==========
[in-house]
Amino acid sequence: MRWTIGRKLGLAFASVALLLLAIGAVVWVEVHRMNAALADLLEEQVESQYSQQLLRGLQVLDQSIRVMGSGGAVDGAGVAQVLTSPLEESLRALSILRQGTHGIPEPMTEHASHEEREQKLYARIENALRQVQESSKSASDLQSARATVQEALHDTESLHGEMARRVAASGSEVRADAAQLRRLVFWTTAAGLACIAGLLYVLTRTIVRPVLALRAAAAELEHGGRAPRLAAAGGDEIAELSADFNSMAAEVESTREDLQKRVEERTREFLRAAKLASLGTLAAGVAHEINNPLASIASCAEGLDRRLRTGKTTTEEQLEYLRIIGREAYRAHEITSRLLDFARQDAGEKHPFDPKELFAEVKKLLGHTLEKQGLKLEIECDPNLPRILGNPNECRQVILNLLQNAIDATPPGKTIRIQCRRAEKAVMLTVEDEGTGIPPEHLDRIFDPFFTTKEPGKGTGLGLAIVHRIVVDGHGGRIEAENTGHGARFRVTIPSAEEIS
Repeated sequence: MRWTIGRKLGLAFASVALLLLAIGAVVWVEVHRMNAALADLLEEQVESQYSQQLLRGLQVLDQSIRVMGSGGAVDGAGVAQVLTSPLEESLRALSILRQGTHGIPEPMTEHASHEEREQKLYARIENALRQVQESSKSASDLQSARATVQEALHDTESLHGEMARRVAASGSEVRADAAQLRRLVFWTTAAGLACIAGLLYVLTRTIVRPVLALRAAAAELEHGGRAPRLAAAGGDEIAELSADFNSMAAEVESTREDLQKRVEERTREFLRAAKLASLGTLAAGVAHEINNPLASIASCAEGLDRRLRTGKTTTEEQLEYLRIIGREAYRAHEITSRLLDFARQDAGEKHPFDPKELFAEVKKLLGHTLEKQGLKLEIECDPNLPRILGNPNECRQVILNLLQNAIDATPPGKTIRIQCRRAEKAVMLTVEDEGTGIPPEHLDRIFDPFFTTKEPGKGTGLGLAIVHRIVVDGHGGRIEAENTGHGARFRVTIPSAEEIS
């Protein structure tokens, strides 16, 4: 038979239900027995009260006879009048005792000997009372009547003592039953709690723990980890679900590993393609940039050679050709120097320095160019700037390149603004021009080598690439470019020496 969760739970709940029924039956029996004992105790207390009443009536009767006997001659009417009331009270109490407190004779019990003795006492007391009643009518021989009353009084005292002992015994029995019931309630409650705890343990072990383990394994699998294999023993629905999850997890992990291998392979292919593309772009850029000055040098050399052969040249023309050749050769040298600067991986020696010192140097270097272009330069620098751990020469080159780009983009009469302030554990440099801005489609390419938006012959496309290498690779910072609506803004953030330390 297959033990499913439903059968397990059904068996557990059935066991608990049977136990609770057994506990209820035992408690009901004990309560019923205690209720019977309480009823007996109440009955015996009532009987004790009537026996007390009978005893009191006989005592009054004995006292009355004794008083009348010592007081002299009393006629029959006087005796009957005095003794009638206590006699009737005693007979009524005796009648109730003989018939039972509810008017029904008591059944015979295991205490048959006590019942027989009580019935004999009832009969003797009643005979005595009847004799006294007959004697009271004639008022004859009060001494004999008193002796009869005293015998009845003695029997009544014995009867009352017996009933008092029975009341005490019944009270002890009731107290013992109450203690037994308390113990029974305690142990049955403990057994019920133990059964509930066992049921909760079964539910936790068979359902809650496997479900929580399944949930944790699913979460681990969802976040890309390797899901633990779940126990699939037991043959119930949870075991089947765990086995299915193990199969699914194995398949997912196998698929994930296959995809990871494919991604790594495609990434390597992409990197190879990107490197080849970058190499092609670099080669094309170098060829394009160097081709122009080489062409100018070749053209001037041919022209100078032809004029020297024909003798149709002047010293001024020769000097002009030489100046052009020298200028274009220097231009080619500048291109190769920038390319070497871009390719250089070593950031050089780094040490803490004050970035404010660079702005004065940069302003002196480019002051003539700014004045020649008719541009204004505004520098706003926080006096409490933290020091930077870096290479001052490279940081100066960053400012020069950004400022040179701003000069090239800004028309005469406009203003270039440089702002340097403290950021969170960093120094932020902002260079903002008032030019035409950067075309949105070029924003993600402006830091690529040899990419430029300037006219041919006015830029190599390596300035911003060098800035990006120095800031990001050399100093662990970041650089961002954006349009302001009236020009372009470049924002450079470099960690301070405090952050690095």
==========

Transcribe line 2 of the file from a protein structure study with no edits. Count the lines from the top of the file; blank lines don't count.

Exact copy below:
Amino acid sequence: MRWTIGRKLGLAFASVALLLLAIGAVVWVEVHRMNAALADLLEEQVESQYSQQLLRGLQVLDQSIRVMGSGGAVDGAGVAQVLTSPLEESLRALSILRQGTHGIPEPMTEHASHEEREQKLYARIENALRQVQESSKSASDLQSARATVQEALHDTESLHGEMARRVAASGSEVRADAAQLRRLVFWTTAAGLACIAGLLYVLTRTIVRPVLALRAAAAELEHGGRAPRLAAAGGDEIAELSADFNSMAAEVESTREDLQKRVEERTREFLRAAKLASLGTLAAGVAHEINNPLASIASCAEGLDRRLRTGKTTTEEQLEYLRIIGREAYRAHEITSRLLDFARQDAGEKHPFDPKELFAEVKKLLGHTLEKQGLKLEIECDPNLPRILGNPNECRQVILNLLQNAIDATPPGKTIRIQCRRAEKAVMLTVEDEGTGIPPEHLDRIFDPFFTTKEPGKGTGLGLAIVHRIVVDGHGGRIEAENTGHGARFRVTIPSAEEIS